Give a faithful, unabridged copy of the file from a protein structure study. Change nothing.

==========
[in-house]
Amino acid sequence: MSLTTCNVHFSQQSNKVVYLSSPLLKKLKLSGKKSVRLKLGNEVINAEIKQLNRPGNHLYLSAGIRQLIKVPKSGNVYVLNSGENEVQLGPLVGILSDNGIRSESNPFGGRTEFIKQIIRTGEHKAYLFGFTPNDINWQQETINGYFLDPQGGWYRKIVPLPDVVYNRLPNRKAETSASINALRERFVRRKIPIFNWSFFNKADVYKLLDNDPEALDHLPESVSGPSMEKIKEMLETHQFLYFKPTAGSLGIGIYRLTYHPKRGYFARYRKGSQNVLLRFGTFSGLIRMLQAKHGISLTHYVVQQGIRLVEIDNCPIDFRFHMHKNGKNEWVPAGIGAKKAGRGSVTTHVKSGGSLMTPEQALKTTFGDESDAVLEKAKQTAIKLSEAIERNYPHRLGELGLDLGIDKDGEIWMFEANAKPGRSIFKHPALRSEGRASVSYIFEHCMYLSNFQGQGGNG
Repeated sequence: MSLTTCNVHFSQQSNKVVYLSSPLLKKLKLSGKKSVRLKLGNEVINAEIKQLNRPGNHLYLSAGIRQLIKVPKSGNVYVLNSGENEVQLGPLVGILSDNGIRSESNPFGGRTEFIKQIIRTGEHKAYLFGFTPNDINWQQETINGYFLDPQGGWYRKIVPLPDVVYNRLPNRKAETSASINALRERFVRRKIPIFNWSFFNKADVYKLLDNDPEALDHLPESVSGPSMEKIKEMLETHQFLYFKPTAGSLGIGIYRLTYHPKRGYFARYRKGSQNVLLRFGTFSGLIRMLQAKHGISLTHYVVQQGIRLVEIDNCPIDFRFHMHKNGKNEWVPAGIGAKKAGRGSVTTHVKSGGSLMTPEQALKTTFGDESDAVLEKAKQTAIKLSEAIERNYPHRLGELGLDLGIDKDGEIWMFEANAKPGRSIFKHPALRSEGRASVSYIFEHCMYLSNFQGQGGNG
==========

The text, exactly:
[in-house]
Amino acid sequence: MSLTTCNVHFSQQSNKVVYLSSPLLKKLKLSGKKSVRLKLGNEVINAEIKQLNRPGNHLYLSAGIRQLIKVPKSGNVYVLNSGENEVQLGPLVGILSDNGIRSESNPFGGRTEFIKQIIRTGEHKAYLFGFTPNDINWQQETINGYFLDPQGGWYRKIVPLPDVVYNRLPNRKAETSASINALRERFVRRKIPIFNWSFFNKADVYKLLDNDPEALDHLPESVSGPSMEKIKEMLETHQFLYFKPTAGSLGIGIYRLTYHPKRGYFARYRKGSQNVLLRFGTFSGLIRMLQAKHGISLTHYVVQQGIRLVEIDNCPIDFRFHMHKNGKNEWVPAGIGAKKAGRGSVTTHVKSGGSLMTPEQALKTTFGDESDAVLEKAKQTAIKLSEAIERNYPHRLGELGLDLGIDKDGEIWMFEANAKPGRSIFKHPALRSEGRASVSYIFEHCMYLSNFQGQGGNG
Repeated sequence: MSLTTCNVHFSQQSNKVVYLSSPLLKKLKLSGKKSVRLKLGNEVINAEIKQLNRPGNHLYLSAGIRQLIKVPKSGNVYVLNSGENEVQLGPLVGILSDNGIRSESNPFGGRTEFIKQIIRTGEHKAYLFGFTPNDINWQQETINGYFLDPQGGWYRKIVPLPDVVYNRLPNRKAETSASINALRERFVRRKIPIFNWSFFNKADVYKLLDNDPEALDHLPESVSGPSMEKIKEMLETHQFLYFKPTAGSLGIGIYRLTYHPKRGYFARYRKGSQNVLLRFGTFSGLIRMLQAKHGISLTHYVVQQGIRLVEIDNCPIDFRFHMHKNGKNEWVPAGIGAKKAGRGSVTTHVKSGGSLMTPEQALKTTFGDESDAVLEKAKQTAIKLSEAIERNYPHRLGELGLDLGIDKDGEIWMFEANAKPGRSIFKHPALRSEGRASVSYIFEHCMYLSNFQGQGGNG